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How financial advisors are contributing to fee compression

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Fund fees continue to fall — and financial advisors can take some credit.

After nearly two decades of steady decline, the average asset-weighted fee in 2018 fell to .48%, three basis points less than the previous year, according to Morningstar’s 2018 fund fee study. Indeed, clients are paying about half as much to own funds as they were about 20 years ago, the study found.

Financial planners’ transition from commission-based pricing to a fee-based pricing model, has played a role in the price decline, according to Ben Johnson, director of passive funds research at Morningstar.

“In order to make more room for their fees, [advisors] have to squeeze those fees out of the products they use to build portfolios,” Johnson says.
Many advisors regard selecting lower priced funds consistent with a client’s best interest. “If you’re a fiduciary do you want to charge a fee on top of a fee?” asks Lori Zager of 2X Wealth Group, a team at Ingalls & Snyder.
Clients saved an estimated $5.5 billion in fund expenses last year, according to Morningstar’s study, the second largest year-over-year decline since 2000. The average payment an investor made in open-end mutual funds and ETFs was .48%, down three basis points from 2017.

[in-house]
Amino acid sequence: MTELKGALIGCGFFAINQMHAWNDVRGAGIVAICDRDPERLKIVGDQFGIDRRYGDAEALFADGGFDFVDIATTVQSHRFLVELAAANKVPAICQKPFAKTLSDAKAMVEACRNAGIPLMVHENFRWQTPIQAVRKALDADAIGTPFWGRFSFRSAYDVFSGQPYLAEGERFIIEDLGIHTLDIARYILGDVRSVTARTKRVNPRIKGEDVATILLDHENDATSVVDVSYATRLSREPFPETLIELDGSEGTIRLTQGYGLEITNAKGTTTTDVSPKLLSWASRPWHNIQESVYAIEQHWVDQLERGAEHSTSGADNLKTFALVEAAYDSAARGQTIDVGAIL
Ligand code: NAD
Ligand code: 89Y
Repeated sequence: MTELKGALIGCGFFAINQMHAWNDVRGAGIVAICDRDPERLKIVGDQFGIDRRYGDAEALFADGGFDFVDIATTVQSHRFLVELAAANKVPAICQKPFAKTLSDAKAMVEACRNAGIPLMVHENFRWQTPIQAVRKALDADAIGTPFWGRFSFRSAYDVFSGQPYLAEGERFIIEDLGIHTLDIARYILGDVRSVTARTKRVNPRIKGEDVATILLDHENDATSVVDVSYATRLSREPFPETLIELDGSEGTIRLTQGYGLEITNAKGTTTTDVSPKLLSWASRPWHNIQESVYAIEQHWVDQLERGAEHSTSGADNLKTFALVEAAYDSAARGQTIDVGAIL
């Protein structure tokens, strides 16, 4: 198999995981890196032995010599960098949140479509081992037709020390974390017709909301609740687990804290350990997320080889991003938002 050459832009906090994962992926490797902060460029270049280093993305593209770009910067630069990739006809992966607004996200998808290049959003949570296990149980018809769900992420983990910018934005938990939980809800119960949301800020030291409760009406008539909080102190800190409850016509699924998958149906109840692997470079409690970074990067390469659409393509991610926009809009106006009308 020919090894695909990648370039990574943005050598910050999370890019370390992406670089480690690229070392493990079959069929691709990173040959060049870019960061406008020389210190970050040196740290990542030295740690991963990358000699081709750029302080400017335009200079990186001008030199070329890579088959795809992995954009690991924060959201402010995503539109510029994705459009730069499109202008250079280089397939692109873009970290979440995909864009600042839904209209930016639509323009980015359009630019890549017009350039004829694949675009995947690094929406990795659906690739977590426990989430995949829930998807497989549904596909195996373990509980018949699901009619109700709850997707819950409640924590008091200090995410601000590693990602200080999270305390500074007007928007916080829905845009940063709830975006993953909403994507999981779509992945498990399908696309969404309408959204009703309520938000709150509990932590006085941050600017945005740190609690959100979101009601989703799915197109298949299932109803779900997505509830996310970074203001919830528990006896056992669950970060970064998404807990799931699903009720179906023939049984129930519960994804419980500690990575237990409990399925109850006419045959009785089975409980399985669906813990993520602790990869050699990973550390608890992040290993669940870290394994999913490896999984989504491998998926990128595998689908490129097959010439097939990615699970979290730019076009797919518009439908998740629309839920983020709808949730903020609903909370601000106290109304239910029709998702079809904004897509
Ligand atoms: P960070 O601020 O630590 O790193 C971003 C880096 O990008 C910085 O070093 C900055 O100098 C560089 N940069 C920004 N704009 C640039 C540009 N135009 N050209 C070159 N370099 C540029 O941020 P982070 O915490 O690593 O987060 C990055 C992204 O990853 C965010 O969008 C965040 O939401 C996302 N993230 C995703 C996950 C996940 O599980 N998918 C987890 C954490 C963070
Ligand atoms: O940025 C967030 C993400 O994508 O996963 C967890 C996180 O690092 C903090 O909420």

In addition to pressure from advisors, fee compression has stemmed from a variety of factors aside from a push from advisors, including competition among asset managers as well as client awareness.
Clients have come to the realization that, just because a fund costs more, it may not be a better product, according to Johnson.

“We tend to think the more we pay for something, the more we are going to get, the higher quality we are going to get from that item,” he says. “When it comes to investment products, they tend to flip conventional notions of money on their head.”

Advisors are also paying more attention to how they select share classes. Share classes with embedded costs, such as loads and 12b-1 fees, are losing popularity, according to the Morningstar study.

Regulators have also been focusing on share class selection, advising broker-dealers and firms to closely watch what they are recommending to clients.

FINRA and the SEC have leveled more than 50 enforcement cases involving share classes of mutual funds over the last five years, including a self-reporting initiative, where 79 firms voluntarily agreed to repay overcharged clients.

In general, clients are becoming more savvy with the price tags on their portfolios.

“If there was anything surprising, it is just how shrewd clients have become when it comes to what they are paying for funds,” Johnson says.

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